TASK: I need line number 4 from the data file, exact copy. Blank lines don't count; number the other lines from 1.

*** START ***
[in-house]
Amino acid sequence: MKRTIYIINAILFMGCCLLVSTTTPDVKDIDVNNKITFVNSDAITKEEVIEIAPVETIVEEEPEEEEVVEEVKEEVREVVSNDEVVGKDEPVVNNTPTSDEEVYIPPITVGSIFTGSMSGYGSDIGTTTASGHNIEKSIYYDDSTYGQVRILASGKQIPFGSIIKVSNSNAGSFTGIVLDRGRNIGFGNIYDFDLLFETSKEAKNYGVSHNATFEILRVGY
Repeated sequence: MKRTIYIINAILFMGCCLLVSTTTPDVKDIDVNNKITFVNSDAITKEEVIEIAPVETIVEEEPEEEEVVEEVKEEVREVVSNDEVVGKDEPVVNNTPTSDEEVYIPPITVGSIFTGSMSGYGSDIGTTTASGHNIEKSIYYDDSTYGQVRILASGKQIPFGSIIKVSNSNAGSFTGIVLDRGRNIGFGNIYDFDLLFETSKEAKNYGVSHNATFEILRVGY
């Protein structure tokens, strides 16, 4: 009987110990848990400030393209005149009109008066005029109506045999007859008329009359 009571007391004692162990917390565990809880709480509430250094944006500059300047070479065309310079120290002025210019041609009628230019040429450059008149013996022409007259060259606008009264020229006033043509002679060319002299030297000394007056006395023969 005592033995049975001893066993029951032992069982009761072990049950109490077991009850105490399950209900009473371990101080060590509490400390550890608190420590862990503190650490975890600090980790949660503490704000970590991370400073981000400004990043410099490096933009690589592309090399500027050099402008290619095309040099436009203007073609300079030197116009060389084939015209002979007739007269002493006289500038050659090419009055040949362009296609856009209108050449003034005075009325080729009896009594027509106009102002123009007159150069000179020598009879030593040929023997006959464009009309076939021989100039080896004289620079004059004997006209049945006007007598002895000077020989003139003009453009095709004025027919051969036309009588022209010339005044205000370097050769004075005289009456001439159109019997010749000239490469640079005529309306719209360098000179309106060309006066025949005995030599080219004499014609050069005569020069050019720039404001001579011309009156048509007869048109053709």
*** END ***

């Protein structure tokens, strides 16, 4: 009987110990848990400030393209005149009109008066005029109506045999007859008329009359 009571007391004692162990917390565990809880709480509430250094944006500059300047070479065309310079120290002025210019041609009628230019040429450059008149013996022409007259060259606008009264020229006033043509002679060319002299030297000394007056006395023969 005592033995049975001893066993029951032992069982009761072990049950109490077991009850105490399950209900009473371990101080060590509490400390550890608190420590862990503190650490975890600090980790949660503490704000970590991370400073981000400004990043410099490096933009690589592309090399500027050099402008290619095309040099436009203007073609300079030197116009060389084939015209002979007739007269002493006289500038050659090419009055040949362009296609856009209108050449003034005075009325080729009896009594027509106009102002123009007159150069000179020598009879030593040929023997006959464009009309076939021989100039080896004289620079004059004997006209049945006007007598002895000077020989003139003009453009095709004025027919051969036309009588022209010339005044205000370097050769004075005289009456001439159109019997010749000239490469640079005529309306719209360098000179309106060309006066025949005995030599080219004499014609050069005569020069050019720039404001001579011309009156048509007869048109053709």